Defense Secretary Jim Mattis accompanied Senate Armed Services Committee Chairman Jim Inhofe (R-OK) and House counterpart Rep. Mac Thornberry (R-TX) to the White House last week to convince President Trump the new defense budget must be at least $733 billion, rather than the $700 billion being floated by the Office of Management and Budget, according to officials with knowledge of the meeting.

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  • Nominees: Anything below $733B defense budget 'would increase risk'

    Military officials nominated to run U.S. Central and Special Operations commands said Dec. 4 that at least $733 billion is necessary to implement the National Defense Strategy, an assertion that aligns them with GOP defense hawks, but runs counter to the White House's position that a $700 billion budget should be considered.

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  • Information technology to be specialized between services

    The military's information technology world is being divided up into specialties to synchronize capabilities and improve interoperability among the services, according to the Army's deputy chief information officer, G6.

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  • As programs grow, Lockheed pursues new talent

    The surge of new aerospace and defense work means Lockheed Martin must look beyond simply recruiting from competitors and must attract new employees to the industry, according to Jeff Babione, the general manager of the company's Skunk Works unit.

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  • Pompeo: U.S. to withdraw from INF Treaty in 60 days unless Russia complies

    Secretary of State Mike Pompeo last week formally announced that if Russia does not come back into compliance with the Intermediate-Range Nuclear Forces Treaty, the United States would withdraw from the pact in 60 days.

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  • China takes center stage at Reagan Forum

    China's evolving military and surging economy continue to loom large in the minds of U.S. defense policy experts, but President Trump sparked new uncertainty about his administration's posture last week by voicing a desire to halt an "uncontrollable arms race" between China, Russia and the United States.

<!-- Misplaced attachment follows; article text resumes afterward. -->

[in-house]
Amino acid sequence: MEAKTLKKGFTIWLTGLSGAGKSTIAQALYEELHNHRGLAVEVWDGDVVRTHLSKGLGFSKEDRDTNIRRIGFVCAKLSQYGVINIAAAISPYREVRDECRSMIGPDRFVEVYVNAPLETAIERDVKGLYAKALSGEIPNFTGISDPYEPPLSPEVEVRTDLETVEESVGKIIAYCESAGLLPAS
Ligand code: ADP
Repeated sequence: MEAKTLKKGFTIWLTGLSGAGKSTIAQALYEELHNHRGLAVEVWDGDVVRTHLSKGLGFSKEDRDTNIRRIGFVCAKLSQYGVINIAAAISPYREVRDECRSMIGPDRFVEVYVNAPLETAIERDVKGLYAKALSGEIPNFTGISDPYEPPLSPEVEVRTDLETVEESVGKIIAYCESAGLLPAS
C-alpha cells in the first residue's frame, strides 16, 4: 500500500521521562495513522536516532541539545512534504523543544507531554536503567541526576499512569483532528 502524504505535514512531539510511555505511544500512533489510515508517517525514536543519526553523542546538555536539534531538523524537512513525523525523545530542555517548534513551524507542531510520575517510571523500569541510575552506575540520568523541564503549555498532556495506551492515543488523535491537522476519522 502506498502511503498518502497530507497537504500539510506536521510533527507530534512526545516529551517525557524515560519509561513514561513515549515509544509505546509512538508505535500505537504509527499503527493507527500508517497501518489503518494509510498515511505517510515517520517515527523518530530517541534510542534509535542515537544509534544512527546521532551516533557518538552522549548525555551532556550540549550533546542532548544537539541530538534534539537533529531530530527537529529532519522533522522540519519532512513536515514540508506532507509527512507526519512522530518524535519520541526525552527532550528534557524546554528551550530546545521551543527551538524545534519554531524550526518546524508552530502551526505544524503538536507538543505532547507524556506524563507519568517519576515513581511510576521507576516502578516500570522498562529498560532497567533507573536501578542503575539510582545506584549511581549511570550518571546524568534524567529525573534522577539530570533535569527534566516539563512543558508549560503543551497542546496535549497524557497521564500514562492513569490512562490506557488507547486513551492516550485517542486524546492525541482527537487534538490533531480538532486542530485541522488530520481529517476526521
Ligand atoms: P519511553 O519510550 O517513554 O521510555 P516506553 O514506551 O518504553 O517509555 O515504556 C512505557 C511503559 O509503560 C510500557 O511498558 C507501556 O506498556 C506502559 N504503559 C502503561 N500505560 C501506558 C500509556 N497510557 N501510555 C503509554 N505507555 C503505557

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  • National Defense ISAC announces new executive director

    The National Defense Information Sharing and Analysis Center announced Dec. 3 that Steve Shirley will become executive director, taking over leadership of the group following a period of major transitions and consolidations among defense info-sharing entities.

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  • DIU now able to issue its own OTAs as it looks to tackle broader projects

    MOUNTAIN VIEW, CA -- Three years after it launched as the Defense Department's conduit to Silicon Valley, the Defense Innovation Unit can now award contracts using its own other transaction authorities, rather than rely solely on service-led acquisition groups.

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  • Mercury Systems looks to acquisitions and R&D for growth

    Mercury Systems, a supplier to dozens of prime contractors, has been rapidly making acquisitions and is investing heavily in research and development as it seeks growth.

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  • Pentagon moves to implement LPTA limitations

    The Defense Department last week issued a proposed rule that would implement sections of 2017 and 2018 legislation limiting the use of lowest-price, technically acceptable source selection.

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  • Lockheed aims for mid-2019 delivery of F-35 virtual training capability

    Lockheed Martin expects to deliver a key F-35 simulator capability in mid-2019 that will allow pilots to connect with other aircraft and with partner jets in a virtual environment.

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  • F-35 JPO seeks industry support for sustainment SCRM review

    As the Defense Department continues to craft a long-term sustainment plan for the F-35 Joint Strike Fighter, the joint program office is looking to partner with industry to better understand the sustainment risks involving sub-tier suppliers.